The following year, Custis helped the Hokies to a 25-10 season and the 1994 NIT Championship, averaging 15.8 points and a team-high 10.5 rebounds per game. He was named first-team All-Metro Conference and finished second by three votes in the balloting for the Metro Player of the Year. Custis became the first Hokie to average double-figure rebounds in a season in over 20 years and was the first to post 100 or more (135) offensive rebounds in a season since Tech started keeping the stat in 1978.

    Custis led the Hokies in practically every major offensive category in 1995-96 as they posted a 23-6 record and made their first NCAA appearance in 10 years. His performances helped him to first-team honors in Tech's new conference, the Atlantic 10.

    Custis repeated on the A-10 first-team as a senior in 1996-97 after leading the team in scoring (14.7), rebounding (9.0), steals (53) and blocked shots (22). He was a finalist in the voting for the Boost/Naismith Award, which goes to the National Player of the Year.

    Over his Tech career, Custis started 123 consecutive games. He finished No. 3 in career rebounds, No. 5 in career rebounding average, tied for No. 6 in field goals made and was No. 7 in scoring. He still holds the same ranking in each of the first three categories and is No. 8 in scoring. Custis also ranks eighth in career steals and 11th in career blocked shots.

    After graduating from Tech, Custis played on NBA Summer League teams before beginning a highly successful professional career playing in Japan. He resides in Suffolk, Va., during the offseason.


    Oliver Mayo came to Virginia Tech from Canberra, Australia, where he was ranked the Aussies' No. 6 Juniors player. Mayo made an immediate impact on the men's tennis program, taking over the No. 1 singles spot as a freshman and holding it for four years.

    During his freshman season in 1993-94, Mayo compiled a 22-11 singles record. He climbed as high as 54th in the International Tennis Association national rankings before injuring both ankles late in the spring. He earned first-team All-Metro Conference honors and was voted the league's Rookie of the Year.

    As a sophomore, Mayo was ranked No. 71 in ITA national rankings at season's end. He contributed a 22-8 record in singles and had a 15-9 overall record in doubles, including an 11-4 mark when teamed with Marek Pfeil. He was named first-team All-Metro for the second-straight year.

    In 1995-96, Mayo received first-team all-conference honors for the third year in a row, only this time it was in the Atlantic 10. Mayo helped the Hokies to a conference title during their first season in the new league, winning the A-10's Most Outstanding Performer award. He posted a 29-10 record in singles play, advancing to the quarterfinals in the Region I NCAA tournament. He was ranked 49th in the nation at the conclusion of the season, earning All-America honors.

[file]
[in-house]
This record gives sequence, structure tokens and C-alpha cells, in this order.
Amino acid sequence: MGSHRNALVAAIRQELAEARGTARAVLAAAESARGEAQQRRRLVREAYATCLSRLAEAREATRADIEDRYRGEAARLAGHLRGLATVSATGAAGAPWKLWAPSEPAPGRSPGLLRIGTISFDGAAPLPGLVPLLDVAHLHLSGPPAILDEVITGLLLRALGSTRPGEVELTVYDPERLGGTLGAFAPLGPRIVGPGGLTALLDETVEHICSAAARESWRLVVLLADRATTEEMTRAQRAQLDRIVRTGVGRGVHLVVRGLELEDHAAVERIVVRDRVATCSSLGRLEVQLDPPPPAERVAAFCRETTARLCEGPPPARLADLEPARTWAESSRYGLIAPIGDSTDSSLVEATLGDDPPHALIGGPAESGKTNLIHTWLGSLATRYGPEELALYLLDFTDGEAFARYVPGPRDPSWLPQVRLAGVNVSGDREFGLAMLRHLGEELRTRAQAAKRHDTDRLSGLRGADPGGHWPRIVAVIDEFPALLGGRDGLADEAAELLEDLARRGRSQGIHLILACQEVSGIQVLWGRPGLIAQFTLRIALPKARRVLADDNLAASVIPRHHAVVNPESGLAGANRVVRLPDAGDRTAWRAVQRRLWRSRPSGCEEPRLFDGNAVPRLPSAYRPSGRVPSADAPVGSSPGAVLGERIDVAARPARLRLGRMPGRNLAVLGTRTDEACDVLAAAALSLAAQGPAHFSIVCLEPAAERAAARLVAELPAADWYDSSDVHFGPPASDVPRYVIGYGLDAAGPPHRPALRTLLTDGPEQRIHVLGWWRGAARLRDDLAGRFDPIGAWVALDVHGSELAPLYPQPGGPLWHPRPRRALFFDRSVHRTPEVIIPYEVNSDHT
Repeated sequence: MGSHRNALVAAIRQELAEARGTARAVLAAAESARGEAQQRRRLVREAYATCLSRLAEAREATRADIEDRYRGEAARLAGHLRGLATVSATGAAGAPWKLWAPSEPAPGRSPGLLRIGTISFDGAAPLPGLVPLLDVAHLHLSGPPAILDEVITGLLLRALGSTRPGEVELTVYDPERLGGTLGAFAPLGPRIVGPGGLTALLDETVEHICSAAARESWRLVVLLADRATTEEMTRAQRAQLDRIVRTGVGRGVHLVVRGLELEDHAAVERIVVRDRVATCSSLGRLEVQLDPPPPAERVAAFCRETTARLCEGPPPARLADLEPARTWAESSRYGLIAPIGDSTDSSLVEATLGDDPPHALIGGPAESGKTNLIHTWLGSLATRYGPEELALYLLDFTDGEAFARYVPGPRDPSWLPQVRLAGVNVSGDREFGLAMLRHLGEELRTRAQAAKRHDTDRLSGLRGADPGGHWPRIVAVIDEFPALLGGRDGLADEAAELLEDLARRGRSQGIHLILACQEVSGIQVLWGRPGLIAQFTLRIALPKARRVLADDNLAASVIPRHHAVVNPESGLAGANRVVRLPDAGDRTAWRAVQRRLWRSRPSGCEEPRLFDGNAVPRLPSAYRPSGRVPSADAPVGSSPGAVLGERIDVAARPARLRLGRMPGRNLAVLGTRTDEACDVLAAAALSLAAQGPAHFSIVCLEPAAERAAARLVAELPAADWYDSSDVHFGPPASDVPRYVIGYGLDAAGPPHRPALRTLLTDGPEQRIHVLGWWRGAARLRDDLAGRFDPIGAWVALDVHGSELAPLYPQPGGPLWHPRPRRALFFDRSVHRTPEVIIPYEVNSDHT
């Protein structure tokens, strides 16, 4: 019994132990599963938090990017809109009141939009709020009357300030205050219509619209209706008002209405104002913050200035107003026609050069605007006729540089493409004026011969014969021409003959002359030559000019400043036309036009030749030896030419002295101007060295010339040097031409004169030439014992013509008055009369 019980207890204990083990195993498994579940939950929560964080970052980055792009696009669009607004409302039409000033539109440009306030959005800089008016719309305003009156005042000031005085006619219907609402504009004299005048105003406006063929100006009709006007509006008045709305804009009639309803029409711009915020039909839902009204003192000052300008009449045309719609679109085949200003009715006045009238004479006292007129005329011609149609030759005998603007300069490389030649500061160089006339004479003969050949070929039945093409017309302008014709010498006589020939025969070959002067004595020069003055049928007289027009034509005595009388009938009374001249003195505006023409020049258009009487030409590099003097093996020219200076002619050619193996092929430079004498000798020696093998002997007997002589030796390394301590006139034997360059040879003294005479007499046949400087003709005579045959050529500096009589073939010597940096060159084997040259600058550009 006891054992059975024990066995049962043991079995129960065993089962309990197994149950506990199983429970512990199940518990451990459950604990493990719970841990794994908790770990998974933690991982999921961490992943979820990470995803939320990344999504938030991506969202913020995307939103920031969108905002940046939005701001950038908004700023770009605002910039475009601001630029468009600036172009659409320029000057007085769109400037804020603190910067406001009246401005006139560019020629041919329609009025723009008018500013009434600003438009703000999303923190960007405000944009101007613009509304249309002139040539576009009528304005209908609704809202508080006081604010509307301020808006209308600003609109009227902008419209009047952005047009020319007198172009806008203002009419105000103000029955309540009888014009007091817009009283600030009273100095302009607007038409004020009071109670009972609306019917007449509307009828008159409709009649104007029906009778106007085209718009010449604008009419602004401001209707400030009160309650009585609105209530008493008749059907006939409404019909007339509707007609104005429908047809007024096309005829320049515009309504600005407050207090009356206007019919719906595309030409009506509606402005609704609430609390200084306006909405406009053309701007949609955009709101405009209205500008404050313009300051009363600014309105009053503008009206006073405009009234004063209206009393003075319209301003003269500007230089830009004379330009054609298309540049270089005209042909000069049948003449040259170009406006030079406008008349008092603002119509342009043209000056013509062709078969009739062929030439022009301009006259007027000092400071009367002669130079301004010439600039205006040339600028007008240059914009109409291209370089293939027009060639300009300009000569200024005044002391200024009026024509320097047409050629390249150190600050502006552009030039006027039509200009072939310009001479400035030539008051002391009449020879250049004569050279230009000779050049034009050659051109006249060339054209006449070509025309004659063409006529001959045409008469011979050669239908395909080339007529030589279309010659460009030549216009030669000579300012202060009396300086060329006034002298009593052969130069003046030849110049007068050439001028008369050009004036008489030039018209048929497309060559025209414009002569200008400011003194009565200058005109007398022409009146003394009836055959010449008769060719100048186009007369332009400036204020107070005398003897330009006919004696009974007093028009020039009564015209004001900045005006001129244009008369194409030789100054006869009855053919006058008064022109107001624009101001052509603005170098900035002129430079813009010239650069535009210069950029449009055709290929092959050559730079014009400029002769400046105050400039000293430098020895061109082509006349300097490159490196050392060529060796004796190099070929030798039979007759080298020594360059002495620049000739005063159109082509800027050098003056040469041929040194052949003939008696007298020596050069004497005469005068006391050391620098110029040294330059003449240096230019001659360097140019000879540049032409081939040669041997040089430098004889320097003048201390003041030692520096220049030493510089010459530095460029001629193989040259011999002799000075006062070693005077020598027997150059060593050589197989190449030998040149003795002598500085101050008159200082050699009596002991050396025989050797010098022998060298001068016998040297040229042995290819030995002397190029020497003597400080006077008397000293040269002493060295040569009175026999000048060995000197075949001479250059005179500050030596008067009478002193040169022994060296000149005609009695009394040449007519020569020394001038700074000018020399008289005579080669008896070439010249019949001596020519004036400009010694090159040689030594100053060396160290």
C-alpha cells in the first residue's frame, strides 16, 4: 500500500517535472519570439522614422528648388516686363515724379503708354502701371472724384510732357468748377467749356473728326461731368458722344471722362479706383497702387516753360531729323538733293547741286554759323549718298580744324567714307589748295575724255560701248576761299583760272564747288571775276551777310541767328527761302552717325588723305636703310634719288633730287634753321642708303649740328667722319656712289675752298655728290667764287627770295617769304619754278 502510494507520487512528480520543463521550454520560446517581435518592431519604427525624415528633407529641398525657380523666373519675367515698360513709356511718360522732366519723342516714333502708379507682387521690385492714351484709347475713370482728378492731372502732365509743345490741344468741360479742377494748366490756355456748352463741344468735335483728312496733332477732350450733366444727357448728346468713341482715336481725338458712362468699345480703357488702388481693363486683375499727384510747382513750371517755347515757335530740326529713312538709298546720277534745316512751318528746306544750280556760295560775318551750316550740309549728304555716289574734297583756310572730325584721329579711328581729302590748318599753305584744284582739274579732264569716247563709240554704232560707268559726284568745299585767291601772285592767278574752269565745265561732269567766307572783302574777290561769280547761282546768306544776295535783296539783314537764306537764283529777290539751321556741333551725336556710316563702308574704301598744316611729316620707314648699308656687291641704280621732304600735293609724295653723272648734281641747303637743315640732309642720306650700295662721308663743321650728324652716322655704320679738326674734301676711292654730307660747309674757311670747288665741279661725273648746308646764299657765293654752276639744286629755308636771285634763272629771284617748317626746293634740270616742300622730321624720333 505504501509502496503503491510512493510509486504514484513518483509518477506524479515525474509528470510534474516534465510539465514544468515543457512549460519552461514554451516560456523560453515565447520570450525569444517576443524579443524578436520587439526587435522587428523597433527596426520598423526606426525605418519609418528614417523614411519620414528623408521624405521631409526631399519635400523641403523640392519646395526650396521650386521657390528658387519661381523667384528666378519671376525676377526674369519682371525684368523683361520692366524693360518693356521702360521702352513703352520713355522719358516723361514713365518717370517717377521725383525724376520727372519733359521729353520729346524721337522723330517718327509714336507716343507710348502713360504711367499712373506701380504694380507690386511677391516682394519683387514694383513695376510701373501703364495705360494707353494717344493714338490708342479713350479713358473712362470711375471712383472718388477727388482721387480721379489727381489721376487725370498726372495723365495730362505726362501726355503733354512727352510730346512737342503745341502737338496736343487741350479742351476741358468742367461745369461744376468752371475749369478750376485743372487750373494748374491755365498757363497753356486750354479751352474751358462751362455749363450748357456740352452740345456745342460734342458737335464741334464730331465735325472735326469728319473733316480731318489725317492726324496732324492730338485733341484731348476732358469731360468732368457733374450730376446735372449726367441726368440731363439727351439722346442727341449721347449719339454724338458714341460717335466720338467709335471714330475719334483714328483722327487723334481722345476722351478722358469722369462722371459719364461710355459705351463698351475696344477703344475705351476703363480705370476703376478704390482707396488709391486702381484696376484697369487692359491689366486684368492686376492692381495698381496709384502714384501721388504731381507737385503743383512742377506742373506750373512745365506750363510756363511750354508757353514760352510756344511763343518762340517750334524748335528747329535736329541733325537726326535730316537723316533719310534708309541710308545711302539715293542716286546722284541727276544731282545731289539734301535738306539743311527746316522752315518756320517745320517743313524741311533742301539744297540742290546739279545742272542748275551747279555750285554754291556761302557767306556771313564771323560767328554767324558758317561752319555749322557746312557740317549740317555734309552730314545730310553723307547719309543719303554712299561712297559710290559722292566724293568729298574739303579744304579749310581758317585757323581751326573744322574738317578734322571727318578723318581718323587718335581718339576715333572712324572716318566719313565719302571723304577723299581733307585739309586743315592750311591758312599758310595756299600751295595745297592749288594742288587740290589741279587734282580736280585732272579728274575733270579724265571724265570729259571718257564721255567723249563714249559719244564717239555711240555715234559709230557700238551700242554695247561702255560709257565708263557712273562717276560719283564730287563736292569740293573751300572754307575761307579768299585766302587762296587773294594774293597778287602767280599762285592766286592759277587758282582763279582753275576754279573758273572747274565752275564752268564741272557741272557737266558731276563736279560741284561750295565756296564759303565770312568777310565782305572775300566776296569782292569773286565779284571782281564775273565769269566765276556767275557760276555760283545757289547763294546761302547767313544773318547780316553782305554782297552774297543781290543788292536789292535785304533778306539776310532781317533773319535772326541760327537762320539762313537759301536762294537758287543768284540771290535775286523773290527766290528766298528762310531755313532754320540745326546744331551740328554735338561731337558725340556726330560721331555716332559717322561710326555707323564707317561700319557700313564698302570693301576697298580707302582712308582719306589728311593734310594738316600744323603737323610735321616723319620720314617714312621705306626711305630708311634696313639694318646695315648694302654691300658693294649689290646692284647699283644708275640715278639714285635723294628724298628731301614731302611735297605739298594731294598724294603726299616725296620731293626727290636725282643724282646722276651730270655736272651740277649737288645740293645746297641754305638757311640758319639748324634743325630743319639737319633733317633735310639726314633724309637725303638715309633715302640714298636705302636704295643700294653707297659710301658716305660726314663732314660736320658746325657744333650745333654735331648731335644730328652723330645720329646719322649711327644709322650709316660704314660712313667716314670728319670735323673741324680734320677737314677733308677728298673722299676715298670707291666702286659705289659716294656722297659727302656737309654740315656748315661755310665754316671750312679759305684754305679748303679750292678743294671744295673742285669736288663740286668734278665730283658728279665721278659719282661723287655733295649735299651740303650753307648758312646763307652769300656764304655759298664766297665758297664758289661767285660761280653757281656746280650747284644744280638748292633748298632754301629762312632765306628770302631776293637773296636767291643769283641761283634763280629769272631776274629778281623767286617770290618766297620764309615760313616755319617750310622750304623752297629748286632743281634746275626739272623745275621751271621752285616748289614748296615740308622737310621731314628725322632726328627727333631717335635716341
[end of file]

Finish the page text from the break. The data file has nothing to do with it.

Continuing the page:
Mayo helped the Hokies to unprecedented success as a senior captain in 1997. The team set a school record for victories with a 22-6 finish, winning its second-straight Atlantic 10 championship and stunning three top-20 teams, including No. 2 Boise State. The Hokies advanced to the finals of the NCAA Region I tournament with two wins - their first-ever wins in NCAA competition. At one point, Tech was ranked as high as No. 21, and its No. 28 finish still rates as the best for the program.

    Mayo, meanwhile, qualified for the NCAA in both singles and doubles. He compiled a 28-10 singles record and a No. 32 national ranking. For his part in Tech's success, Mayo was named the Region I NCAA Senior Player of the Year. He was also first-team all-conference and won Tech's Cupp Award, given to the toughest player on the team.

    Mayo's work in the classroom, where he majored in finance, was also honored during his career. He was selected a member of conference all-academic teams each of his last three seasons. He still stands as the only Tech men's tennis player to be named team MVP four-straight seasons. The award now bears his name.

    Mayo currently lives in London, where he is an associate director for Barclays Capital, running the Exotic Interest Rate Middle Office.


    During his Virginia Tech baseball career, Trey McCoy's given name - Homer - proved to be quite appropriate. The son of a former Tech basketball player, McCoy started all 168 games during this three seasons in Blacksburg, playing mostly in left field, but also seeing some starting time at third base, first base, designated hitter and catcher.

    McCoy got off to a fast start during the spring of 1986, batting .341. He set school freshman records for games played (59), runs scored (62), hits (72), runs batted in (79), walks (38), doubles (16), home runs (24) and total bases (160) on the way to freshman All-America honors. McCoy tied an NCAA season mark with four grand slams that season, and during a double-header at Louisville, he hit home runs in four consecutive at bats.

    During the summer of 1986, McCoy played first base for the U.S. Senior Baseball team. The Virginia Beach product tied for the squad lead in home runs with six.

    As a sophomore, McCoy led the Hokies in 11 offensive categories, batting .406 with 16 doubles, 21 home runs, 66 runs batted in and 48 walks. He won the Metro Conference Triple Crown, leading the league in batting, home runs and RBIs. McCoy finished the season ranked seventh nationally in home runs, sixth in slugging percentage and 14th in RBIs, gaining third-team All-America honors from the American Association of Baseball Coaches.

    McCoy led the Hokies in batting during the 1988 season with a .381 average, contributing 24 homers, 20 doubles and 69 runs batted in. His .876 slugging percentage ranked fourth nationally, while his home run total ranked eighth.